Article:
Since 2011, I’ve written and formatted twelve different books/novellas/short stories and one boxed set. And guess what! I’m earning seventy percent royalties on my work priced 2.99 and over on Amazon, which beats anything a publisher can offer. Bear in mind, that once you self publish you become the publisher which means you are responsible for buying a cover, the blurb, marketing and uploading your story. It is doable and fun.

As a pioneer in this country of self publishing, and a trainer with 30 years experience, I’m on a mission to make it possible for you because I think every writer shouldhave this skill. I will answer all your questions and encourage a friendly online classroom where students also chip in and help others. When I’ve run this course in the past, I’ve found some of my students are smarter with covers and writing blurbs than I am but I’m not fussed. The more you jump in there and participate, the more encouragement you’ll get from me so you get the best product possible.

I am what as known as a hybrid author, published with traditional publishers while also self-publishing my own titles.

The advent of commercially viable self-publishing has meant unprecedented  opportunities for authors to get their stories out to the reading public all over the world.

I’m going to show you how to prepare your manuscripts for self-publication and how to use three platforms Smashwords, Draft to Digital and Amazon so you can choose where and when you would like to self publish.

You don’t need to be a graphic designer. You do not have to know any HTML. You do need to invest time and energy in getting your book as good as it can possibly be.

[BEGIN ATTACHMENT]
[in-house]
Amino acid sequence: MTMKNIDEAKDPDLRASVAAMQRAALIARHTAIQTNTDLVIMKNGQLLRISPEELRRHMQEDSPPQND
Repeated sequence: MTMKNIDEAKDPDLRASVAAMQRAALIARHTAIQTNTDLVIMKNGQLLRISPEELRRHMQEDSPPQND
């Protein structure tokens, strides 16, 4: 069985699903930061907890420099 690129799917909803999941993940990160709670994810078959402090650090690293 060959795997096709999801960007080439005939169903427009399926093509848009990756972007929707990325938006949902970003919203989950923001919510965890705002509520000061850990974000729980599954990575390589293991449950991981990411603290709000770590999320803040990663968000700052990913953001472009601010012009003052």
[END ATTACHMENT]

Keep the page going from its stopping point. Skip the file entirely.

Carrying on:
Remember readers love buying ebooks. They don’t care who the publisher is so long as they are good, professionally produced books they love.

Come and learn an essential skill for your future.

Best

Cathleen Ross

 

Subjects to be covered in this four-week OWL

Information on selling platforms: Smashwords, Amazon, itunes etc; Steps involved in uploading a story; Editing; Covers; Formatting; Blurbs – what makes a good blurb, what to put in, what to leave out etc; Marketing / Advertising/ The latest sites/results and numbers; Business Practices, setting up bank accounts, issues with US payments etc; ITIN numbers; Accounting Issues either as individuals / setting up as a group publisher; Links  / info on where to find following services – covers, editing, etc; What makes a good BIO.

 

Cathleen Ross thinks self-publishing is akin to the invention of the printing press. Ahead of the wave, she started self-publishing in 2011 and has watched her income from writing grow. She believes this medium should be available to all writers. Cathleen is also published with Harlequin, Escape publishing and Random House.  Four of her titles, both indie and conventionally published, have hit the Amazon best-seller lists this year. Cathleen has the Smashwords document down to five easy steps that go to Premium status. She is a qualified teacher (BA Dip.Ed and Grad. Dip Communications Management) and a published author/editor. She has taught for RWA (Australia), The Society of Women Authors, RWA (USA) and run a number of online workshops. Please see www.cathleenross.com for a list her of publications.

cathleen-ross